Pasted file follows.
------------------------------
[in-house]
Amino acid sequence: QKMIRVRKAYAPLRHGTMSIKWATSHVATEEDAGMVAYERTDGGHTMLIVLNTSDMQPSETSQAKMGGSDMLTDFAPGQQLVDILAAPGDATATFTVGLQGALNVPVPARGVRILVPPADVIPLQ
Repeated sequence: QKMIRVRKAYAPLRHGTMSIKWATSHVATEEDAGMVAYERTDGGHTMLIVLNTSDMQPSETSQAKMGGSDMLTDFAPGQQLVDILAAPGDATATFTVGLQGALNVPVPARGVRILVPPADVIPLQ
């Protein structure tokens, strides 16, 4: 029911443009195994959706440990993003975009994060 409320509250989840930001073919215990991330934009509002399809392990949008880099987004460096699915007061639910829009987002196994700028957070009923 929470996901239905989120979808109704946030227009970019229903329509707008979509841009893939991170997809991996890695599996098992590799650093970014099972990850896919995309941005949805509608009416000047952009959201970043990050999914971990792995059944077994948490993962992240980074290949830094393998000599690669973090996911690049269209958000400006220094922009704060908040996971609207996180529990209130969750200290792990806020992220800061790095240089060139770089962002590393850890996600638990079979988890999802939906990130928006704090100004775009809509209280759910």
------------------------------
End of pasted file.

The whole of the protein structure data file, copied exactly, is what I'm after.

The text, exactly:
[in-house]
Amino acid sequence: QKMIRVRKAYAPLRHGTMSIKWATSHVATEEDAGMVAYERTDGGHTMLIVLNTSDMQPSETSQAKMGGSDMLTDFAPGQQLVDILAAPGDATATFTVGLQGALNVPVPARGVRILVPPADVIPLQ
Repeated sequence: QKMIRVRKAYAPLRHGTMSIKWATSHVATEEDAGMVAYERTDGGHTMLIVLNTSDMQPSETSQAKMGGSDMLTDFAPGQQLVDILAAPGDATATFTVGLQGALNVPVPARGVRILVPPADVIPLQ
């Protein structure tokens, strides 16, 4: 029911443009195994959706440990993003975009994060 409320509250989840930001073919215990991330934009509002399809392990949008880099987004460096699915007061639910829009987002196994700028957070009923 929470996901239905989120979808109704946030227009970019229903329509707008979509841009893939991170997809991996890695599996098992590799650093970014099972990850896919995309941005949805509608009416000047952009959201970043990050999914971990792995059944077994948490993962992240980074290949830094393998000599690669973090996911690049269209958000400006220094922009704060908040996971609207996180529990209130969750200290792990806020992220800061790095240089060139770089962002590393850890996600638990079979988890999802939906990130928006704090100004775009809509209280759910």